This post is from Petteri Impola, a doctoral student and member of Early Modern Morals – a research center at the Department of History and Ethnology, University of Jyväskylä. His thesis-in-progress entitled: “The Agency and Intangible Capital on the Edge of Estate System in Sweden during the Age of Greatness (c 1620–1720)”, examines the connections of agency, work, and estate and social status in 17th century Sweden. The focus of the thesis is on types of agency that were not attached to one single estate status in early modern everyday life, even though estate-based society and the profession privileges associated with it ideally demanded a strict distribution of work.
Petteri Impola (University of Jyväskylä)
Estates formed the foundation of most societies in early modern Europe. In Sweden, for example, it was the four estates that formed the basis of the society: the nobility, the clergy, the burghers, and the peasants. These categories functioned as legal and political hierarchies, but were also essential in the process of distributing work. Most of the privileges employed to regulate work and trade in mercantile societies were based on statuses derived from the estate-based order.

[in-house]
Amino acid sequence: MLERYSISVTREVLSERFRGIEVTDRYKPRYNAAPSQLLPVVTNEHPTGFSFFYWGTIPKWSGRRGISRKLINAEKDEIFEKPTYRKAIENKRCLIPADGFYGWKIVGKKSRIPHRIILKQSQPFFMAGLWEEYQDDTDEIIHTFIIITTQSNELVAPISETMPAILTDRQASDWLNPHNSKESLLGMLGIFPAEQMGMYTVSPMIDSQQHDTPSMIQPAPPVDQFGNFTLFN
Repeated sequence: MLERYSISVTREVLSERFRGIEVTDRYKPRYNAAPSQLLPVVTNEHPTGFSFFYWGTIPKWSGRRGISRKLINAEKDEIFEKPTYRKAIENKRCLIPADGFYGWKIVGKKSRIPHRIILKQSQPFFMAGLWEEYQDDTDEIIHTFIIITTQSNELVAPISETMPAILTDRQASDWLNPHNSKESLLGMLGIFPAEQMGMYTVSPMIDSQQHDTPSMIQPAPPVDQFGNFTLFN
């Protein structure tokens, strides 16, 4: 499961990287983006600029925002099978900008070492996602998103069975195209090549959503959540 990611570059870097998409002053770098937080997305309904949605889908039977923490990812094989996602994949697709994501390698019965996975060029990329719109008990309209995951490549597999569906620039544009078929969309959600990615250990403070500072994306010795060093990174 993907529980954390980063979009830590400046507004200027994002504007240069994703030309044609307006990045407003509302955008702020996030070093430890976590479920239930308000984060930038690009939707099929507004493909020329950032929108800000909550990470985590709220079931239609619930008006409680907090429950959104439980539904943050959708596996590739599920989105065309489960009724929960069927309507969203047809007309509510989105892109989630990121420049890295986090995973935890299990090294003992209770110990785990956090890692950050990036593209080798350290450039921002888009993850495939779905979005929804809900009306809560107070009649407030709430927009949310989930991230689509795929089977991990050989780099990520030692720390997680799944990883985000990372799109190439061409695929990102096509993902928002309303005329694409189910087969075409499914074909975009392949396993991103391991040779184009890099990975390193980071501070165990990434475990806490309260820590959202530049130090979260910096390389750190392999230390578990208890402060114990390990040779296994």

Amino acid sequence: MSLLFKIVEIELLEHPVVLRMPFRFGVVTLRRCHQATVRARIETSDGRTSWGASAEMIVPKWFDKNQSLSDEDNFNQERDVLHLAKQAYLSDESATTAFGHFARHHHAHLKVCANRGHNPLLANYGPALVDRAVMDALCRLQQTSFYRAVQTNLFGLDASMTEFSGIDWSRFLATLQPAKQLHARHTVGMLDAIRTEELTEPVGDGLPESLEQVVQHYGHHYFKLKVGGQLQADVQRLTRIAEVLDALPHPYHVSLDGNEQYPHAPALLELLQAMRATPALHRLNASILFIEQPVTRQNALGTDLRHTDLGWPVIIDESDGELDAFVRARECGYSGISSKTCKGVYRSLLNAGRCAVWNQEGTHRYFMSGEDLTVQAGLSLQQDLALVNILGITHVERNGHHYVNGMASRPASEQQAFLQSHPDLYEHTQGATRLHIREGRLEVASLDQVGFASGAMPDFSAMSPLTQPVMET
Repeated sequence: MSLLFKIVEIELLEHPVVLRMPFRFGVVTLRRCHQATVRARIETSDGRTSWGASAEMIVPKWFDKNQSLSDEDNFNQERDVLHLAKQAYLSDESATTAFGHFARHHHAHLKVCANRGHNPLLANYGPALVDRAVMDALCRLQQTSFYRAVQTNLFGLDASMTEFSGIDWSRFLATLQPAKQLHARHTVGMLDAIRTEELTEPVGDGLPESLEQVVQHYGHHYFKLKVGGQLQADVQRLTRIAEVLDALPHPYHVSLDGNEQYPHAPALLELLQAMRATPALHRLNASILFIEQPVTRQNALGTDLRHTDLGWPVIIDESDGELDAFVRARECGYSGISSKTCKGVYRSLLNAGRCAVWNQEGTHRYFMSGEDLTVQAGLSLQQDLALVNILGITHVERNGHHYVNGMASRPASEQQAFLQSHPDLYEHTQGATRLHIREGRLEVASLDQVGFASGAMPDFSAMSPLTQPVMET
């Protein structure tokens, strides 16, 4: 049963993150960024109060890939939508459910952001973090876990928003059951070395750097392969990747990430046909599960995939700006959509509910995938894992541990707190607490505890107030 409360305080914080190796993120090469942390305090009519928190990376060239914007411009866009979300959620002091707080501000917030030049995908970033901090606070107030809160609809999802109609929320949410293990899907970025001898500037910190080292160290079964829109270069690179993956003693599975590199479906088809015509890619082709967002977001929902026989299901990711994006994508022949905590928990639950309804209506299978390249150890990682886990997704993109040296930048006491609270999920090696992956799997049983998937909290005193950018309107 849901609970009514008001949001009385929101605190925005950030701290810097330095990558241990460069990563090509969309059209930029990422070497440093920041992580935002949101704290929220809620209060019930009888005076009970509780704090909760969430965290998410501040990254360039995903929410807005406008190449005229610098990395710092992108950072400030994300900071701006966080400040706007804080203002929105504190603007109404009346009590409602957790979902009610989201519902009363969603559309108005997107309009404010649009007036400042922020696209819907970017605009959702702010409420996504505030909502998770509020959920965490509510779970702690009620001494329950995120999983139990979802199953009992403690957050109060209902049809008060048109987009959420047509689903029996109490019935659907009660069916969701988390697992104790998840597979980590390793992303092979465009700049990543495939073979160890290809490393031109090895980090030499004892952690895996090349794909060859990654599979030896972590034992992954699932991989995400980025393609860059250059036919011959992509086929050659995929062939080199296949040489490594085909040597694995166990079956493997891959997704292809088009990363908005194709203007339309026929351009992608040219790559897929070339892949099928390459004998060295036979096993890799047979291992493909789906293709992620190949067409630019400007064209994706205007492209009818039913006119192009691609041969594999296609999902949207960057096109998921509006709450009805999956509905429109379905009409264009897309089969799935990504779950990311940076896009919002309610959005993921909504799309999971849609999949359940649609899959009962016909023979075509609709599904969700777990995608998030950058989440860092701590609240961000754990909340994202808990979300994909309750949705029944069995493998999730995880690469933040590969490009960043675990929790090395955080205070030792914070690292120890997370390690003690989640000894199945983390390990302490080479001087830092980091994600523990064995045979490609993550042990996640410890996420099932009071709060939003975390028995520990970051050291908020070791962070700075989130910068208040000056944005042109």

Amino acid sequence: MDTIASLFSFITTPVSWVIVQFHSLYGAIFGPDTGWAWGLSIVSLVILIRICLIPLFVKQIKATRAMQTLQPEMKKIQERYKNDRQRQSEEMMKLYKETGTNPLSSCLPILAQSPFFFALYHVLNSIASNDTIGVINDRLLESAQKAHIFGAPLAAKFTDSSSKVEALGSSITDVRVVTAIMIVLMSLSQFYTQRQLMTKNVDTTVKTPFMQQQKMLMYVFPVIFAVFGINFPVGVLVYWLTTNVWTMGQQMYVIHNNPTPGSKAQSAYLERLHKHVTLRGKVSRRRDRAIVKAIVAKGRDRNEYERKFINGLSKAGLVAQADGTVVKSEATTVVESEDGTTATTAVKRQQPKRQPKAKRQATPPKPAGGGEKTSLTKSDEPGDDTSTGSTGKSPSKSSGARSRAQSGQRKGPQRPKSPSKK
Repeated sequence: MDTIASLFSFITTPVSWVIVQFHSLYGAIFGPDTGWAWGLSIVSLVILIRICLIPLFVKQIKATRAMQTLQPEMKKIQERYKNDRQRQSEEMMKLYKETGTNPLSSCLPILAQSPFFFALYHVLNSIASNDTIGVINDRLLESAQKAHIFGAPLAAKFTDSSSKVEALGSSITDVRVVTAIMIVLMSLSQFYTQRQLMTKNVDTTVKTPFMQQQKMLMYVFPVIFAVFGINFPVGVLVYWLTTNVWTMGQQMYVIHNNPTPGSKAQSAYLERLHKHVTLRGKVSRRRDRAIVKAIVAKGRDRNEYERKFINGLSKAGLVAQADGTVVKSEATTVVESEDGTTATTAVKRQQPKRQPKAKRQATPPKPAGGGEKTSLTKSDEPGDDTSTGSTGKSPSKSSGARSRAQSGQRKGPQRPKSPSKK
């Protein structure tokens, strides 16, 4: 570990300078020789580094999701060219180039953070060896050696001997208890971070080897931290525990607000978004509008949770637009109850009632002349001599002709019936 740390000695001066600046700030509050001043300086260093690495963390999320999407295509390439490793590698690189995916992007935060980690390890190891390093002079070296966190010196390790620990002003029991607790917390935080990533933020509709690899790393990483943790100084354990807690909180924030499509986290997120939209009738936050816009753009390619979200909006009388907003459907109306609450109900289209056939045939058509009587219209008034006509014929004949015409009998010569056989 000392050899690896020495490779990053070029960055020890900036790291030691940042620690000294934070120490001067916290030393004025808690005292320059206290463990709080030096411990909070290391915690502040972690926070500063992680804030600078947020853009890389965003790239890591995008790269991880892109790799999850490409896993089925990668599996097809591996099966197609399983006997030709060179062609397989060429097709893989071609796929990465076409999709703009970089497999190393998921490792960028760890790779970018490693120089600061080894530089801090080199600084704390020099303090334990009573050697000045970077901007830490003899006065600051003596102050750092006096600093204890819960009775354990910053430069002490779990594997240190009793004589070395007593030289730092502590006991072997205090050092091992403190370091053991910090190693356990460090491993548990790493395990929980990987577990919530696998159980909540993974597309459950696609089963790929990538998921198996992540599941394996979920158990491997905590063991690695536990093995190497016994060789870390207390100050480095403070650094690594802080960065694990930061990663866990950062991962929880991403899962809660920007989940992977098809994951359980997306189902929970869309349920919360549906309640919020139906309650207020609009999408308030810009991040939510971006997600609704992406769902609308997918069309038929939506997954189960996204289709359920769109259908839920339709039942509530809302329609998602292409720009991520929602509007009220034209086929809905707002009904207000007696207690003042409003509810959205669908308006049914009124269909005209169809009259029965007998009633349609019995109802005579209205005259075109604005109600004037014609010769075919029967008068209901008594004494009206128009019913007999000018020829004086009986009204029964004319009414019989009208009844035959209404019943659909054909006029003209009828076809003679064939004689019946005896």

Even if the distribution of work was in general based on estates, certain professions were carried out by individuals belonging to different estates and of different social statuses. Trade, for example, was traditionally the privilege of the burghers but was practiced, though illegally, by agents from all of the estates. There were also forms of agency, like legal representation, which was not privileged to one estate, and every capable man could participate. Moreover, certain groups of people remained outside the formal estate-structure, as is the case with groups such as vagrants and soldiers. Hence, a significant amount of early modern work took place on ‘the edges of the estate-based order’.
Therefore, in my thesis I examine early modern agency not just from the perspective of gender but also by the intersections of estate position and social status. I compare three different (semi-)professions, which cannot be explained through estate-based privileges: cunning folk, self-educated midwives, and legal representatives. Legal representation, for example, was an emerging profession because of the developing legal system, and almost every man with some reading, writing, and legal skills could help others in the courts. There were sons of clergy and burghers, soldiers, clerks and other low-level civil servants and even peasants working as representatives. The skills and reputation of the agents were crucial for their agency, not just their ancestry. Continue reading “Court record books as a source for early modern agency and work”